From Gal Luft
While the world’s eyes are focused on Iran and Pakistan, little attention has been paid to the two countries’ decision from last week to move ahead with their plans to connect their economies via a natural gas pipeline. What may seem like a standard energy project could have profound implications for the geopolitics of energy in the 21st century and for the future of south Asia, as well as for America’s ability to check Iran’s hegemony in the Persian Gulf.
For both Iran and Pakistan, the pipeline project would be highly beneficial. Iran sees in the pipeline not only an economic lifeline at a time when the United States and its European allies are trying to weaken it economically, but also an opportunity, should the pipeline be extended to India, to create an unbreakable long-term political and economic dependence of one billion Indian customers on its gas.
Pakistan, for its part, views the pipeline as the solution to its energy security challenge. Pakistan’s domestic gas production is falling and its import dependence is growing by leaps and bounds. By connecting itself with the world’s second-largest gas reserve, Pakistan would guarantee reliable supply for decades to come. If the pipeline were to be extended to India it could also be an instrument for stability in often tense Pakistan-India relations as well as a source of revenue for Islamabad through transit fees.
For the Obama administration, the signing of the pipeline deal is a diplomatic setback which could undermine its policy of weakening Iran economically. Unlike the Bush administration, which vocally opposed the project, the Obama team chose to remain mute, either in order to facilitate rapprochement with Tehran or due to its reluctance to burden U.S.-Pakistan relations at a volatile time when the Taliban is at Islamabad’s gate. Should the worst happen and a Taliban-style regime take over Pakistan, the economies of the world’s most radical Shiite state and that of what could be the world’s most radical Sunni state would be connected to each other for decades to come, like conjoined twins.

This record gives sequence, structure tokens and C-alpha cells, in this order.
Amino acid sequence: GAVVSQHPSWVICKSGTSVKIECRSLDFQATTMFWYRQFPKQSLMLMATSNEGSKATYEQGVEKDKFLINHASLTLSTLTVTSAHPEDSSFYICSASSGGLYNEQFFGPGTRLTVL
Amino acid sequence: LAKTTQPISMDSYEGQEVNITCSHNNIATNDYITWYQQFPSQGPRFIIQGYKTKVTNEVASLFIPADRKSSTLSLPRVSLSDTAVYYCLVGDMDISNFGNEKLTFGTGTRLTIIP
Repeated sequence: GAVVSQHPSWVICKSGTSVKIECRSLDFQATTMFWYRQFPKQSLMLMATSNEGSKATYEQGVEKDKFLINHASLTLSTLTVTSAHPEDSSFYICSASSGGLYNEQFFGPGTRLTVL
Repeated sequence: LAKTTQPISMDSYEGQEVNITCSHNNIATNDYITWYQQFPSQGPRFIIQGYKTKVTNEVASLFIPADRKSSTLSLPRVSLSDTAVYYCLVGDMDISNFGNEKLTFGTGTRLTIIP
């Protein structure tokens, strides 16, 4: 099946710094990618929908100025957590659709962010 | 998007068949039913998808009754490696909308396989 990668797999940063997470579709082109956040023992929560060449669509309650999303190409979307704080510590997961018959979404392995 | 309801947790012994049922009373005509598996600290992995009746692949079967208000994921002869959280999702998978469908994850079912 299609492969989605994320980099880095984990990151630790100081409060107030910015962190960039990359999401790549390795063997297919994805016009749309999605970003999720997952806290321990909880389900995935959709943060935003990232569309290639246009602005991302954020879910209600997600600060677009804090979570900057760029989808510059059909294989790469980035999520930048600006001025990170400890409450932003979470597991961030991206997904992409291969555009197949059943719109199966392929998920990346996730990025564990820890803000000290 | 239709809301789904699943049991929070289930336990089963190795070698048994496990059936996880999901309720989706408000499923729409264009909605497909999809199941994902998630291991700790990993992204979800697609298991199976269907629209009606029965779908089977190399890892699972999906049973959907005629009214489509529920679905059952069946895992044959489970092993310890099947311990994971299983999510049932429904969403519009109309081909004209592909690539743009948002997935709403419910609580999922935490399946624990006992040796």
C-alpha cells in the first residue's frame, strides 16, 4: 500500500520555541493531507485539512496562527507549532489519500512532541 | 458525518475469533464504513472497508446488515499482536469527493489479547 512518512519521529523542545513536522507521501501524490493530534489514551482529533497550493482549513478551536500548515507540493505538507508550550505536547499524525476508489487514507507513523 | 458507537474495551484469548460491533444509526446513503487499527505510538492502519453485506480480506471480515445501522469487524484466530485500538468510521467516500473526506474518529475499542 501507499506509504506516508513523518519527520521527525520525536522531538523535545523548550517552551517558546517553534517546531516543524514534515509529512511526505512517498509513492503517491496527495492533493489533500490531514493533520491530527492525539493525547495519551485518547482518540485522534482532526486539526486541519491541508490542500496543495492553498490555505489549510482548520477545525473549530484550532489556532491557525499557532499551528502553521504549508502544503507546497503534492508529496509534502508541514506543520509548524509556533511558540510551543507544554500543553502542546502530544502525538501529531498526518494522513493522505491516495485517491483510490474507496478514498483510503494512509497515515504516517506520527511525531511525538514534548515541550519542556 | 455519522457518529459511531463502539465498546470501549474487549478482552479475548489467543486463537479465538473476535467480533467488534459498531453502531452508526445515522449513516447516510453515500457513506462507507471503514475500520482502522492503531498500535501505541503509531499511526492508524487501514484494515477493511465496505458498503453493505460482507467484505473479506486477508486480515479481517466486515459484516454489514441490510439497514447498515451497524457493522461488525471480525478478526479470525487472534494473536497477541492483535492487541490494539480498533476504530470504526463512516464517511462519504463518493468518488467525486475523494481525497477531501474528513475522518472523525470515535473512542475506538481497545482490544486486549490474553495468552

But all’s not lost for the United States. Years would elapse between the signing of the deal and the actual running of gas in the pipe. Baluchistan, where the pipeline is supposed to run, is one of Pakistan’s poorest and most restive provinces. In recent years it has been a battleground of militias belonging to Baluch tribes who hate the government of Tehran as much as they hate the one in Islamabad. Taliban or Al Qaeda members who have reportedly moved from the tribal border region to Baluchistan and who are known for their dislike of both governments may find common ground with the Baluch. One can rest assured that the Baluch Liberation Army (which for years has conducted sporadic attacks against water pipelines, power transmission lines and gas installations), and Al Qaeda members (who perfected the art of pipeline sabotage in Iraq) would not spare the Iran-Pakistan pipeline, causing delays in construction and perhaps even termination of the project altogether.
Open U.S. support for those opposition groups is unthinkable, as any collaboration—overt or covert—would severely cripple our relations with Islamabad. What the United States can do is minimize the pipeline’s damage to its strategic objectives by ensuring that it ends in Pakistan and does not extend further into India, as both Iran and Pakistan wish. To date, India has been hesitant to join the project and entrust its energy future in the hands of its unstable neighbors. The deterioration in the India-Pakistan relations following the terror attacks in Mumbai has effectively taken the project off the table. But this could easily change in the future as India’s energy crunch deepens: some 400 million Indians already suffer from energy poverty. This is what the Obama administration should preempt today, by increasing energy cooperation with India. Pressure on India to curtail its use of coal for power generation may help reduce carbon emissions, but it could force India to shift to cleaner burning natural gas and hence drive it right into the welcoming arms of Iran.
It is in the interest of the United States to help India increase its share of nuclear power and renewable energy while constructing liquefied natural gas terminals along the coasts of the Indian subcontinent to allow diversity of supply. Without active U.S. participation in the effort to alleviate India’s energy poverty, Iran could soon become to India what Russia is to Europe.